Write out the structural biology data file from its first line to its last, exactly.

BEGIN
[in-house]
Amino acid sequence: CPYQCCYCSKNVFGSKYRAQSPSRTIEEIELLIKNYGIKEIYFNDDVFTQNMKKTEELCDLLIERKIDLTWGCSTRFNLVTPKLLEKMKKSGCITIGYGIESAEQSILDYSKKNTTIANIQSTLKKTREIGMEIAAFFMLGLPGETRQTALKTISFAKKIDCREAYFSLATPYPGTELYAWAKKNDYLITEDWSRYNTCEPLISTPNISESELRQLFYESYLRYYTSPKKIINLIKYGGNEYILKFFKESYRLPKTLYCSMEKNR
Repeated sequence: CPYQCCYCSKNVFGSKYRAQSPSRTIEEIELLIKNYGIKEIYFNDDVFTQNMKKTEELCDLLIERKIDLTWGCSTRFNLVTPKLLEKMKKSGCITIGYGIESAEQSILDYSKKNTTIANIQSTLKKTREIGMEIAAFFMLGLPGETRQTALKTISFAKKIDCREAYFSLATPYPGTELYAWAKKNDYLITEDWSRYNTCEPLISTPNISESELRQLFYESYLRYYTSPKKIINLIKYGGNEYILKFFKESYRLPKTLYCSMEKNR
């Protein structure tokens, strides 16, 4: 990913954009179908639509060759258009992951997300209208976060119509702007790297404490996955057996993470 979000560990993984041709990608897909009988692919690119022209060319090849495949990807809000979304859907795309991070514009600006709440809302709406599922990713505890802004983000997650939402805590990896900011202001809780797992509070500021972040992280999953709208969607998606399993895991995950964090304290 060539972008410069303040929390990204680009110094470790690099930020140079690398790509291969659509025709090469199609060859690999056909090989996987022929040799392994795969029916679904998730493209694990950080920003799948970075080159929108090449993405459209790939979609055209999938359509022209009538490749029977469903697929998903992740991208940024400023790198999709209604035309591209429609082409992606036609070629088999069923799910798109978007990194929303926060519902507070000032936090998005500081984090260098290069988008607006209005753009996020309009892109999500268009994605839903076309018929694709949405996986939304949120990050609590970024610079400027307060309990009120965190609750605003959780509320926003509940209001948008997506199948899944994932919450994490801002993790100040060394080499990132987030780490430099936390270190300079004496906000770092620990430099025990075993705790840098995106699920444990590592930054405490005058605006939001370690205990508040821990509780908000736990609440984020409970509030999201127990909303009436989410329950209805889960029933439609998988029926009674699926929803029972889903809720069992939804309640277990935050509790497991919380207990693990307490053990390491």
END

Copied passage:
[in-house]
Amino acid sequence: CPYQCCYCSKNVFGSKYRAQSPSRTIEEIELLIKNYGIKEIYFNDDVFTQNMKKTEELCDLLIERKIDLTWGCSTRFNLVTPKLLEKMKKSGCITIGYGIESAEQSILDYSKKNTTIANIQSTLKKTREIGMEIAAFFMLGLPGETRQTALKTISFAKKIDCREAYFSLATPYPGTELYAWAKKNDYLITEDWSRYNTCEPLISTPNISESELRQLFYESYLRYYTSPKKIINLIKYGGNEYILKFFKESYRLPKTLYCSMEKNR
Repeated sequence: CPYQCCYCSKNVFGSKYRAQSPSRTIEEIELLIKNYGIKEIYFNDDVFTQNMKKTEELCDLLIERKIDLTWGCSTRFNLVTPKLLEKMKKSGCITIGYGIESAEQSILDYSKKNTTIANIQSTLKKTREIGMEIAAFFMLGLPGETRQTALKTISFAKKIDCREAYFSLATPYPGTELYAWAKKNDYLITEDWSRYNTCEPLISTPNISESELRQLFYESYLRYYTSPKKIINLIKYGGNEYILKFFKESYRLPKTLYCSMEKNR
């Protein structure tokens, strides 16, 4: 990913954009179908639509060759258009992951997300209208976060119509702007790297404490996955057996993470 979000560990993984041709990608897909009988692919690119022209060319090849495949990807809000979304859907795309991070514009600006709440809302709406599922990713505890802004983000997650939402805590990896900011202001809780797992509070500021972040992280999953709208969607998606399993895991995950964090304290 060539972008410069303040929390990204680009110094470790690099930020140079690398790509291969659509025709090469199609060859690999056909090989996987022929040799392994795969029916679904998730493209694990950080920003799948970075080159929108090449993405459209790939979609055209999938359509022209009538490749029977469903697929998903992740991208940024400023790198999709209604035309591209429609082409992606036609070629088999069923799910798109978007990194929303926060519902507070000032936090998005500081984090260098290069988008607006209005753009996020309009892109999500268009994605839903076309018929694709949405996986939304949120990050609590970024610079400027307060309990009120965190609750605003959780509320926003509940209001948008997506199948899944994932919450994490801002993790100040060394080499990132987030780490430099936390270190300079004496906000770092620990430099025990075993705790840098995106699920444990590592930054405490005058605006939001370690205990508040821990509780908000736990609440984020409970509030999201127990909303009436989410329950209805889960029933439609998988029926009674699926929803029972889903809720069992939804309640277990935050509790497991919380207990693990307490053990390491």